Organizations in the United Kingdom reportedly suffered a record number of ransomware attacks last year, according to analysis of a dataset published by the Information Commissioner’s Office (ICO).
In its data security incident trends – which “are reported to the data protection regulator – the ICO found that criminals compromised data on potentially more than 5.3 million people from over 700 organizations,” the team at Elliptic noted in a blog post.
Elliptic also mentioned that ransomware is “a form of cybercrime in which bad actors use malware to encrypt data on victims’ computers or deny them access to critical systems, and demand a ransom payment in return for restoring access to the victim.”
Elliptic further explained that this form of crime “has existed for several decades, and it has become especially lucrative in recent years as criminals have identified ways to launch attacks with increasing effectiveness and efficiency.”
According to analysis of the ICO data, the number of ransomware attacks “in the UK have been steadily increasing. Such breaches reportedly accounted for 20% of all cyber crime incidents in 2020, before rising to 28% the year after and then 34% in 2022.”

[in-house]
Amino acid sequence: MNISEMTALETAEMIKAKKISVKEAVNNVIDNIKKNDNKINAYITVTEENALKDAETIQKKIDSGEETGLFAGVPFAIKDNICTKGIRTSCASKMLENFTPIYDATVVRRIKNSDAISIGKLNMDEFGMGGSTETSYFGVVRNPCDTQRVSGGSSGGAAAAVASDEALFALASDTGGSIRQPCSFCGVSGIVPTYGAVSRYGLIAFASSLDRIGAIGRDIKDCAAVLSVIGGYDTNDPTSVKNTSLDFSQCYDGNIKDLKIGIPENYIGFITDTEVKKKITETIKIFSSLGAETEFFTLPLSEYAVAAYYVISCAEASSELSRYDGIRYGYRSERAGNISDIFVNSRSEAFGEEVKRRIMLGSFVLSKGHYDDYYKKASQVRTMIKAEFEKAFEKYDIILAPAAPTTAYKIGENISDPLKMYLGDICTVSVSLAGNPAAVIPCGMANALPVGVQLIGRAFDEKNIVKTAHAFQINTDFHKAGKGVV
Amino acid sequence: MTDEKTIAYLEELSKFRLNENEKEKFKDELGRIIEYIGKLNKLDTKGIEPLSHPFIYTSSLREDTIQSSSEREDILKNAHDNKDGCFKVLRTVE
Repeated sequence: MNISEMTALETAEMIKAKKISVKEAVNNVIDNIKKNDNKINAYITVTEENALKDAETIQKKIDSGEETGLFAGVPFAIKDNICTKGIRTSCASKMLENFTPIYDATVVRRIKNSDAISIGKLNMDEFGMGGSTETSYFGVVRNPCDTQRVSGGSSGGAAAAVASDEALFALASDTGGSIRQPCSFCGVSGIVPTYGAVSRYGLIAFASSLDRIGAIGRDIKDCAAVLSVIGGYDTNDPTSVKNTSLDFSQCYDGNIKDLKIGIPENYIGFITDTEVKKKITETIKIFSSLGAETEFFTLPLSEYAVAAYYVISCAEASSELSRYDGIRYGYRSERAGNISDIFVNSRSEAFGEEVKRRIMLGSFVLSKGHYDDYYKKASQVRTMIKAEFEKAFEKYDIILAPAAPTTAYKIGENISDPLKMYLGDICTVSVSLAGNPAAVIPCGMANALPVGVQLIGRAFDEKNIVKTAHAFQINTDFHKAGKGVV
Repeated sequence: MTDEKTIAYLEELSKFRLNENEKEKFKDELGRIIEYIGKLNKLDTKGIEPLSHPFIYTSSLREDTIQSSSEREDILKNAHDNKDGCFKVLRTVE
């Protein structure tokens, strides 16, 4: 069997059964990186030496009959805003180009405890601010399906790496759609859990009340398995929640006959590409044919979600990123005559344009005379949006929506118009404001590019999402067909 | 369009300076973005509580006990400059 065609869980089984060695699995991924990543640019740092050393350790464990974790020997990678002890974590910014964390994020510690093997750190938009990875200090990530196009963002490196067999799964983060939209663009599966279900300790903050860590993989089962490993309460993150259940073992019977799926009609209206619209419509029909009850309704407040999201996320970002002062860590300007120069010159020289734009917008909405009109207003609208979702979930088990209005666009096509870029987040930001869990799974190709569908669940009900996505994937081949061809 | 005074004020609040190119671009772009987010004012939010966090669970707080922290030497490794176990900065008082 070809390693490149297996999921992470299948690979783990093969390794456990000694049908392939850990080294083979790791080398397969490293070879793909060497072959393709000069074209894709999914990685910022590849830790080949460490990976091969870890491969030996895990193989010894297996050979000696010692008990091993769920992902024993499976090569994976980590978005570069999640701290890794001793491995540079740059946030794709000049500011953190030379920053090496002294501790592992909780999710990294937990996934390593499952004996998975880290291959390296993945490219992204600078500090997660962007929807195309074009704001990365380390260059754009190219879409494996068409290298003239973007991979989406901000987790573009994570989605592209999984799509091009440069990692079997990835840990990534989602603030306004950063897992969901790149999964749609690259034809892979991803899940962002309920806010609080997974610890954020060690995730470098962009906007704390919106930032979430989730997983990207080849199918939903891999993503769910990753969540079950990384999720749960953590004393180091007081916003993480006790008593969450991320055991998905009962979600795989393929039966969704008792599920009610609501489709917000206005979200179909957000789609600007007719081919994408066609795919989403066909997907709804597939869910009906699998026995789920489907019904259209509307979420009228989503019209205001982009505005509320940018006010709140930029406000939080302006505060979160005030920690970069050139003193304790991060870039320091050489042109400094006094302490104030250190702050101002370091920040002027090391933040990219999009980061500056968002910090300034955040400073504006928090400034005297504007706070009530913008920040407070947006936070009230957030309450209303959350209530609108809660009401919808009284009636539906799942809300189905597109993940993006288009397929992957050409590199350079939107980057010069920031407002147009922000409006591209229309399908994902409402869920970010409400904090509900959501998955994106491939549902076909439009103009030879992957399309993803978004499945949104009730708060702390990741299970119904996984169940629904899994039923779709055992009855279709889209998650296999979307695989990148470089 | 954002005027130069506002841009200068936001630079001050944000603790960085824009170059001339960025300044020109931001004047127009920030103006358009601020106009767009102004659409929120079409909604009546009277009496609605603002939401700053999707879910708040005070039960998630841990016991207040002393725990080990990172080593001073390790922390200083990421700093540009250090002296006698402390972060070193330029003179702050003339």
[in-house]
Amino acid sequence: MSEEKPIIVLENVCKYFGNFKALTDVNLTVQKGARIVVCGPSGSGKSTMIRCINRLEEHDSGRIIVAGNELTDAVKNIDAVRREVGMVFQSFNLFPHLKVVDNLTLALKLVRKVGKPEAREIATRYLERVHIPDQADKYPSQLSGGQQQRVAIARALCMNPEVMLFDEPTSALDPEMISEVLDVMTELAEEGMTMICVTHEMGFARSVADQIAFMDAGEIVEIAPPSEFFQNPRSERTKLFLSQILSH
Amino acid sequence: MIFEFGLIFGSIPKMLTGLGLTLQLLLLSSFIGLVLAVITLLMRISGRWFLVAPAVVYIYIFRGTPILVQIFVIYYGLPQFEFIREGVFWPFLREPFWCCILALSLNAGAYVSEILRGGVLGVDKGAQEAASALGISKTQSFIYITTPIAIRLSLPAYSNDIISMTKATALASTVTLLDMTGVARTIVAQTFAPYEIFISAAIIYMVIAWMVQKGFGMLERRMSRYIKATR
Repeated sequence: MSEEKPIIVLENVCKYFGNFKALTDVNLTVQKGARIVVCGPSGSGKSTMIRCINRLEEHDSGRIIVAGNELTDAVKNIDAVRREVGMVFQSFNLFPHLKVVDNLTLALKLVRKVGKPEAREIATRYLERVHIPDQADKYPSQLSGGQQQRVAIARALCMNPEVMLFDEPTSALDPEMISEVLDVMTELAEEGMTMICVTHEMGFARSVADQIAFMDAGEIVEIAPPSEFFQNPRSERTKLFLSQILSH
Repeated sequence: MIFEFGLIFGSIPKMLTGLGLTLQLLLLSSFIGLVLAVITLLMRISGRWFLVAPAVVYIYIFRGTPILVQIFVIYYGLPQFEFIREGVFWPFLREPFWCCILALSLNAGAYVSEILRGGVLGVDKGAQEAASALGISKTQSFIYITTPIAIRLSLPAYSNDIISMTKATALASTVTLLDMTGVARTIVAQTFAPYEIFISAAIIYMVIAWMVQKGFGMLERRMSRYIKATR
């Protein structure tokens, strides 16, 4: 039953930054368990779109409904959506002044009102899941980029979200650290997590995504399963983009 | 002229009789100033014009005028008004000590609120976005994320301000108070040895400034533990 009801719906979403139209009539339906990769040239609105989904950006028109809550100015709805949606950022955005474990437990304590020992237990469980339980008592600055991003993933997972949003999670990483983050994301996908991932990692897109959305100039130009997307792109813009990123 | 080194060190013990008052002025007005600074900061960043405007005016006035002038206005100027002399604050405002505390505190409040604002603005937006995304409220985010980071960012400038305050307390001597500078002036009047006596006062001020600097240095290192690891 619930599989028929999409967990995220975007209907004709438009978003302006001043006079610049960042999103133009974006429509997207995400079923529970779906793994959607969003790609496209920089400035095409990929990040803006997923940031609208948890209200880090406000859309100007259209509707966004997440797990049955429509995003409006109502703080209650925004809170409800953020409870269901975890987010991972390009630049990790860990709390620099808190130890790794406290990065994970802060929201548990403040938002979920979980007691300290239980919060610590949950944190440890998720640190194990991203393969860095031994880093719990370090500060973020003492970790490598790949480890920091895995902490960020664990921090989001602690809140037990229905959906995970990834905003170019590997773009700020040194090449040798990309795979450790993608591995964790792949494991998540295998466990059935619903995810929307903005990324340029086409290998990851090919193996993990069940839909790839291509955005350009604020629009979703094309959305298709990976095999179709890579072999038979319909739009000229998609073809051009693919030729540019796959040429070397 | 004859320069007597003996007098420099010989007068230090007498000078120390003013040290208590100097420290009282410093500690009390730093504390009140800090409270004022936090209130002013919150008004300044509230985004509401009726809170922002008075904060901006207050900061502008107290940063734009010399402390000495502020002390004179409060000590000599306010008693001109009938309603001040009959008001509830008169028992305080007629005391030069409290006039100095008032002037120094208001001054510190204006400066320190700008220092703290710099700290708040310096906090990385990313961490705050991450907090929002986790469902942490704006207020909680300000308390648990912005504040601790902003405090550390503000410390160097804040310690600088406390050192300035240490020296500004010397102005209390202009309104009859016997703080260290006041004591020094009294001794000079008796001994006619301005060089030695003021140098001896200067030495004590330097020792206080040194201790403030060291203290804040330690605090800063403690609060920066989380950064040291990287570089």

Worryingly, the real number of ransomware incidents “is actually unknown, as victims are not required to report attacks to UK law enforcement.” Furthermore, darknet extortion sites only provide “a partial count of victims who refuse to pay ransoms.”
This has concerned UK enforcement agencies, “which are fearful that ransomware victims are keeping incidents a secret.”
In May 2023, the ICO and the National Cyber Security Centre (NCSC) published “a joint blog post saying they were ‘increasingly concerned’ that affected organizations are keeping such incidents hidden from regulators and law enforcement.”
The attacks are, of course, not simply “confined to the UK, and the scope and scale of these breaches is growing.”
As noted in the update from Elliptic, cryptoassets have featured “heavily in the growth of ransomware.”
Most ransomware payments are “made in Bitcoin, which enables attackers to receive payments from victims into private Bitcoin wallets that are not held at a regulated institution.”
However, after receiving payment in Bitcoin from their victims, ransomware attackers generally need “to convert their funds at a crypto exchange or other VASP into fiat currencies, such as Russian rubles, euros or other currencies.” And because the Bitcoin blockchain is highly transparent, the flow of funds from these attacks “can be observed as ransomware gangs attempt to launder them through the crypto ecosystem.”
Ransomware attackers may use services “such as decentralized exchanges (DEXs), which allow them to swap assets seamlessly, and cross-chain bridges, which allow for the movement of funds across different blockchains, in order to obscure a sanctions nexus to their activity.”